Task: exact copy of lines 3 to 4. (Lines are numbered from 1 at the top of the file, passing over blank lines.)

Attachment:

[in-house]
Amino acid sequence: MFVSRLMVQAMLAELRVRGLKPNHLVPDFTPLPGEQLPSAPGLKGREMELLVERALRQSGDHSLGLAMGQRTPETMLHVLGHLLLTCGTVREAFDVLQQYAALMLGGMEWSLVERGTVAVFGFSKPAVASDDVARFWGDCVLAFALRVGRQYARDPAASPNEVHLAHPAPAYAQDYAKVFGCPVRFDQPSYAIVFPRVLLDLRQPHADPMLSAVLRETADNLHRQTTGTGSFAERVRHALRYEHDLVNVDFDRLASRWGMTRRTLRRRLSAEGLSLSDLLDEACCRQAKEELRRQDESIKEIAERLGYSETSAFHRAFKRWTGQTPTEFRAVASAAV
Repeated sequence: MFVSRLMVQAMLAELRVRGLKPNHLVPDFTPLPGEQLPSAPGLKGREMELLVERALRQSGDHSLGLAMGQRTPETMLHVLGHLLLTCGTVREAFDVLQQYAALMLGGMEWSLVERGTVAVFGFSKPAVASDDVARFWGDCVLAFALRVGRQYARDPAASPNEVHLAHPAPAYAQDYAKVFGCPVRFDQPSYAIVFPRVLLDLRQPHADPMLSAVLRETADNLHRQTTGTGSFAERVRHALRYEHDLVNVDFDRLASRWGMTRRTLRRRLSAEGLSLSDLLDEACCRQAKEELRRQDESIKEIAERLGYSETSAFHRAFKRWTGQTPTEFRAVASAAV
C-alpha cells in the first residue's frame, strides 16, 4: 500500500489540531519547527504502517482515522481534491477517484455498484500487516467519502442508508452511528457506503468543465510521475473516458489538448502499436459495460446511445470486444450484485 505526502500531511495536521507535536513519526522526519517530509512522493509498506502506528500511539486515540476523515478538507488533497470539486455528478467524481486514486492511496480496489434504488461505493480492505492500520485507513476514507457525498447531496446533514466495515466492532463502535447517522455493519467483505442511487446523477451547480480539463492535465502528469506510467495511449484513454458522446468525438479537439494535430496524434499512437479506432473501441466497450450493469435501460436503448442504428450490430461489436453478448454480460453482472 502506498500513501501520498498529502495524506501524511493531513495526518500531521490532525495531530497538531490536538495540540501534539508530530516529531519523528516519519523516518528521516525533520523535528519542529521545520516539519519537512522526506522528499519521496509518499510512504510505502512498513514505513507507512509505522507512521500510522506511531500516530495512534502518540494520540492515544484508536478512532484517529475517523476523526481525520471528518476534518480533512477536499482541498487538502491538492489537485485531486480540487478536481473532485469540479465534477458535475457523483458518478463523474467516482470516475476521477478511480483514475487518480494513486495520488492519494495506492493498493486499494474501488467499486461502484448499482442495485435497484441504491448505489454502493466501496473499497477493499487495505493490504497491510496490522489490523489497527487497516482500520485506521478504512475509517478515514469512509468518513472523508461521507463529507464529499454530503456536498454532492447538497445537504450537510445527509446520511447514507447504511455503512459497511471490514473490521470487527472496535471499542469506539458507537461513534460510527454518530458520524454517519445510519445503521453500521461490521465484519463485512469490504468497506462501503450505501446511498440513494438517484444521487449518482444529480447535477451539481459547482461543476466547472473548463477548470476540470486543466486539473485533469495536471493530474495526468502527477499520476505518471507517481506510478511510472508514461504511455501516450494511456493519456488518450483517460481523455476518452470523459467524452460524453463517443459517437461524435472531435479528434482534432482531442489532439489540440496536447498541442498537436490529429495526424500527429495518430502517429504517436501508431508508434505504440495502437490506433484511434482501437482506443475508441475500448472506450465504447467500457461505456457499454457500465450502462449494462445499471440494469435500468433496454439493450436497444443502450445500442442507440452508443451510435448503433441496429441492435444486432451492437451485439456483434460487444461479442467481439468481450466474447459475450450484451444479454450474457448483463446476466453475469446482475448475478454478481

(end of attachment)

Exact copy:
Repeated sequence: MFVSRLMVQAMLAELRVRGLKPNHLVPDFTPLPGEQLPSAPGLKGREMELLVERALRQSGDHSLGLAMGQRTPETMLHVLGHLLLTCGTVREAFDVLQQYAALMLGGMEWSLVERGTVAVFGFSKPAVASDDVARFWGDCVLAFALRVGRQYARDPAASPNEVHLAHPAPAYAQDYAKVFGCPVRFDQPSYAIVFPRVLLDLRQPHADPMLSAVLRETADNLHRQTTGTGSFAERVRHALRYEHDLVNVDFDRLASRWGMTRRTLRRRLSAEGLSLSDLLDEACCRQAKEELRRQDESIKEIAERLGYSETSAFHRAFKRWTGQTPTEFRAVASAAV
C-alpha cells in the first residue's frame, strides 16, 4: 500500500489540531519547527504502517482515522481534491477517484455498484500487516467519502442508508452511528457506503468543465510521475473516458489538448502499436459495460446511445470486444450484485 505526502500531511495536521507535536513519526522526519517530509512522493509498506502506528500511539486515540476523515478538507488533497470539486455528478467524481486514486492511496480496489434504488461505493480492505492500520485507513476514507457525498447531496446533514466495515466492532463502535447517522455493519467483505442511487446523477451547480480539463492535465502528469506510467495511449484513454458522446468525438479537439494535430496524434499512437479506432473501441466497450450493469435501460436503448442504428450490430461489436453478448454480460453482472 502506498500513501501520498498529502495524506501524511493531513495526518500531521490532525495531530497538531490536538495540540501534539508530530516529531519523528516519519523516518528521516525533520523535528519542529521545520516539519519537512522526506522528499519521496509518499510512504510505502512498513514505513507507512509505522507512521500510522506511531500516530495512534502518540494520540492515544484508536478512532484517529475517523476523526481525520471528518476534518480533512477536499482541498487538502491538492489537485485531486480540487478536481473532485469540479465534477458535475457523483458518478463523474467516482470516475476521477478511480483514475487518480494513486495520488492519494495506492493498493486499494474501488467499486461502484448499482442495485435497484441504491448505489454502493466501496473499497477493499487495505493490504497491510496490522489490523489497527487497516482500520485506521478504512475509517478515514469512509468518513472523508461521507463529507464529499454530503456536498454532492447538497445537504450537510445527509446520511447514507447504511455503512459497511471490514473490521470487527472496535471499542469506539458507537461513534460510527454518530458520524454517519445510519445503521453500521461490521465484519463485512469490504468497506462501503450505501446511498440513494438517484444521487449518482444529480447535477451539481459547482461543476466547472473548463477548470476540470486543466486539473485533469495536471493530474495526468502527477499520476505518471507517481506510478511510472508514461504511455501516450494511456493519456488518450483517460481523455476518452470523459467524452460524453463517443459517437461524435472531435479528434482534432482531442489532439489540440496536447498541442498537436490529429495526424500527429495518430502517429504517436501508431508508434505504440495502437490506433484511434482501437482506443475508441475500448472506450465504447467500457461505456457499454457500465450502462449494462445499471440494469435500468433496454439493450436497444443502450445500442442507440452508443451510435448503433441496429441492435444486432451492437451485439456483434460487444461479442467481439468481450466474447459475450450484451444479454450474457448483463446476466453475469446482475448475478454478481